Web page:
Kathy is survived by her loving husband Brent, sons William Nagel (Melissa) and Sean Nagel, stepson Blaine Butcher, brother Pat Hall (Laurel), grandchildren Caleb, Clair, Eden, Lucy, Tyler and Ryder and numerous nieces, nephews and cousins. She is predeceased by both parents, brother Michael Hall and sister Nancy Hall Frank.
A Celebration of Life will be held at St. Mary’s Episcopal Church, 623 SE Ocean Blvd, Stuart, FL 34994, on Saturday, December 8, 2018 at 11:00 am with Father Todd Cederberg officiating.
In lieu of flowers, memorial donations in loving memory of Kathy can be made to the St. Mary’s Episcopal Church Backpack Buddies School Supplies Program.
Funeral arrangements have been entrusted in the care of Martin Funeral Home & Crematory. Online condolences and expressions of sympathy can be made by visiting www.Martin-Funeral.com.
Kenneth Ronald Berry – November 3, 1933 – December 1, 2018
Kenneth Ronald Berry (November 3, 1933 – December 1, 2018) was an American actor, dancer and singer. Berry starred on the television series F Troop, The Andy Griffith Show, Mayberry R.F.D. and Mama’s Family. He also appeared on Broadway in The Billy Barnes Revue, headlined as George M. Cohan in the musical George M! and provided comic relief for the medical drama Dr. Kildare, with Richard Chamberlain in the 1960s.Berry was born in Moline in Rock Island County in northwestern Illinois, one of two children of an accountant, Darrell Berry, and his wife, Bernice. Berry was of Swedish-English descent.
Berry realized he wanted to be a dancer and singer at age 12, as he watched a children’s dance performance during a school assembly. He dreamed of starring in movie musicals and went to the movie theater to see Fred Astaire and Gene Kelly in some of his favorite films, including Easter Parade, Royal Wedding, On the Town, and Summer Stock.
Berry immediately started tap dance class and, at age 15, won a local talent competition sponsored by radio and television big band leader Horace Heidt. Heidt asked Berry to join his traveling performance ensemble, “The Horace Heidt Youth Opportunity Program”, a popular touring group. He toured the U.S. and Europe for 15 months with the program, dancing and singing for the public and at post-World War II United States Air Force bases overseas. Berry made lasting relationships with several of his co-cast members and Horace’s son, Horace Heidt Jr., who later launched a big band and radio career.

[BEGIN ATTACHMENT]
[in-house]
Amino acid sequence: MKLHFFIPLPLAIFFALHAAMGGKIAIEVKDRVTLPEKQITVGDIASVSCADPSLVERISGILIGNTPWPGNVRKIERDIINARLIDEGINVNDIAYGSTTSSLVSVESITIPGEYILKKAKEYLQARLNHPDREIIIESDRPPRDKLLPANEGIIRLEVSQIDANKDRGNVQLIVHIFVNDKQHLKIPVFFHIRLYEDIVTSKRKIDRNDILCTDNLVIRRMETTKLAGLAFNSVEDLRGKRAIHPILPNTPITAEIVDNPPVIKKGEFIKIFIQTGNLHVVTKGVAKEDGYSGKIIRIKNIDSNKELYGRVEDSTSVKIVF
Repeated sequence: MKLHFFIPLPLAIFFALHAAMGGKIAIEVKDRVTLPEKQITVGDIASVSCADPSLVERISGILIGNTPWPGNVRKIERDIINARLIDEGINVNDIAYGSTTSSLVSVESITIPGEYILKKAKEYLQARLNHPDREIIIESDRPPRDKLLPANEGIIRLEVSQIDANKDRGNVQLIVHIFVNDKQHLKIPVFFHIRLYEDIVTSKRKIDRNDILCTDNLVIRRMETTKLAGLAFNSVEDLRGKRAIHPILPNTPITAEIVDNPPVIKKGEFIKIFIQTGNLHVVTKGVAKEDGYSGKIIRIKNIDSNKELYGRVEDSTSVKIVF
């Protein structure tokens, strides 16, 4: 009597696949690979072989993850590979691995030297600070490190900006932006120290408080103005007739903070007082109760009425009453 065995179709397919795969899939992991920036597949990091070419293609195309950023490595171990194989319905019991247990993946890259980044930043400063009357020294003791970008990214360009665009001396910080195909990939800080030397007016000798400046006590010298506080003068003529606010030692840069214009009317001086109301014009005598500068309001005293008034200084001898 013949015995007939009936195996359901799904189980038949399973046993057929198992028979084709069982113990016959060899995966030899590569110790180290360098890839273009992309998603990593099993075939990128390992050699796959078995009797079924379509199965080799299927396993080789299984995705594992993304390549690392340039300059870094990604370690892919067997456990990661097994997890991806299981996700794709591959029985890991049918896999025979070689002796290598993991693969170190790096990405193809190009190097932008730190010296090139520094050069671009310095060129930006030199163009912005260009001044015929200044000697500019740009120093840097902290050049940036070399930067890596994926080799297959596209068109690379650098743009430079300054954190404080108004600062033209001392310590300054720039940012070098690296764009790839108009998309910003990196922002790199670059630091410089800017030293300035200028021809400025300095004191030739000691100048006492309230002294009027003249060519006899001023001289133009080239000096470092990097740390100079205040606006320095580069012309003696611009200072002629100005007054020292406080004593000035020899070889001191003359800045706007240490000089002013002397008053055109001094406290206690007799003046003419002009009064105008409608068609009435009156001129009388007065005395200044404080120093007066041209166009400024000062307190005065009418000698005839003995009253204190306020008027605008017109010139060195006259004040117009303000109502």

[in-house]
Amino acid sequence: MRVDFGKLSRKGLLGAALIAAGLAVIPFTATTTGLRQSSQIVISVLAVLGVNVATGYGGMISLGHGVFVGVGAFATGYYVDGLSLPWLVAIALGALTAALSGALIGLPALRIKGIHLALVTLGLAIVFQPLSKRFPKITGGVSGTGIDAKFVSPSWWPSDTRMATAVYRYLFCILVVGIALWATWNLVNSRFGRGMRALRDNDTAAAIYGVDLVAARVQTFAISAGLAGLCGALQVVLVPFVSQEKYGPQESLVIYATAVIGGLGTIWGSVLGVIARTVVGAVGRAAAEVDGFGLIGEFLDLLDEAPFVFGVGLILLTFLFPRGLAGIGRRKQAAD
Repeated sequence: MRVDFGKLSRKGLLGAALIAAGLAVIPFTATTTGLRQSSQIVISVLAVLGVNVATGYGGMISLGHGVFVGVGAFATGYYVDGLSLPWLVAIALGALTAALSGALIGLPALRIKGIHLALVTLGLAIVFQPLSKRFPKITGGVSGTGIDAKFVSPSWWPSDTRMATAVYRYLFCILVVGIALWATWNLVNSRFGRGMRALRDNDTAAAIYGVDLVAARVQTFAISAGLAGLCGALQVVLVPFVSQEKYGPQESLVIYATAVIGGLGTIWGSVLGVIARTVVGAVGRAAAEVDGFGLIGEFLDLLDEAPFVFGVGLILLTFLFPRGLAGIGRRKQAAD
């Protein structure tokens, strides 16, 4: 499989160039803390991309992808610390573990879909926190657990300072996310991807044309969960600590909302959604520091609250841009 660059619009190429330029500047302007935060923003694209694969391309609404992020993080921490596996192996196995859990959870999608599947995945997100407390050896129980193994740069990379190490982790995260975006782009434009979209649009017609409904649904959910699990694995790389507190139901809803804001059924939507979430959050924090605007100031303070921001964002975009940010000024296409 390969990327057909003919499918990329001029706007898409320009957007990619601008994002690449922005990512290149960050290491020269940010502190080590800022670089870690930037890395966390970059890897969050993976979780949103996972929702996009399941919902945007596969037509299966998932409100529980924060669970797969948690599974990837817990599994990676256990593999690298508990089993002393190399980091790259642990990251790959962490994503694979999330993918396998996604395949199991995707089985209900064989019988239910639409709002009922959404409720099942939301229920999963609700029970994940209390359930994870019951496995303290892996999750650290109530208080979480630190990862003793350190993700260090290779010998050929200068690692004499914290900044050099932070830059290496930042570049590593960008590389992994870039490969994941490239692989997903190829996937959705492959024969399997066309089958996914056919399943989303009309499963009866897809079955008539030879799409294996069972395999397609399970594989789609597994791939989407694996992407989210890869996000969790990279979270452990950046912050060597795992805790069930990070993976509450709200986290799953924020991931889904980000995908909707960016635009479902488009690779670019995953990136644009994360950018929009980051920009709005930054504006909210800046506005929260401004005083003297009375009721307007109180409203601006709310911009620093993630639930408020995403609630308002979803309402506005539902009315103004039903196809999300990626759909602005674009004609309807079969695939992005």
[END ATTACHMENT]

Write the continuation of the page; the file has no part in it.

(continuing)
Army service After high school graduation, Berry volunteered for the United States Army, and was assigned to Fort Bragg in Fayetteville, North Carolina.
His first year in the Army was spent in the artillery, where he entered a post talent contest; The winner went on Arlene Francis’ Soldier Parade in New York City. Berry, who always carried his tap shoes with him, worked out a routine and a few hours later won the contest. He headed to New York for his television debut.
Berry’s second and final year in the army was with Special Services, under Sergeant Leonard Nimoy. As a part of Special Services, he toured Army posts and officers’ clubs entertaining the troops, as well as visiting colleges for recruiting purposes. Soon another talent competition was held, the All Army Talent Competition, looking to find service personnel to appear on Ed Sullivan’s Toast of the Town. Berry placed third in the “Specialty Act” category with the song “There’ll Be Some Changes Made” and returned to New York City and television.
The Sullivan appearance was to take place shortly before Berry would muster out of the Army. Nimoy sent telegrams to several studios and talent agents asking them to watch Berry on the show. The performance led to an offer from Twentieth Century Fox and a screen test at Universal Studios. He signed with an agent as soon as he arrived in Hollywood.
Berry accepted Universal’s offer and began as a contract player. Soon he was being groomed to take over for Donald O’Connor in the Francis the Talking Mule movie series; however, Mickey Rooney became available and got the part. At Universal, Berry took full advantage of the studio’s talent development program and later, under the GI Bill of Rights, he took jazz dance, ballet, vocal, and additional acting classes.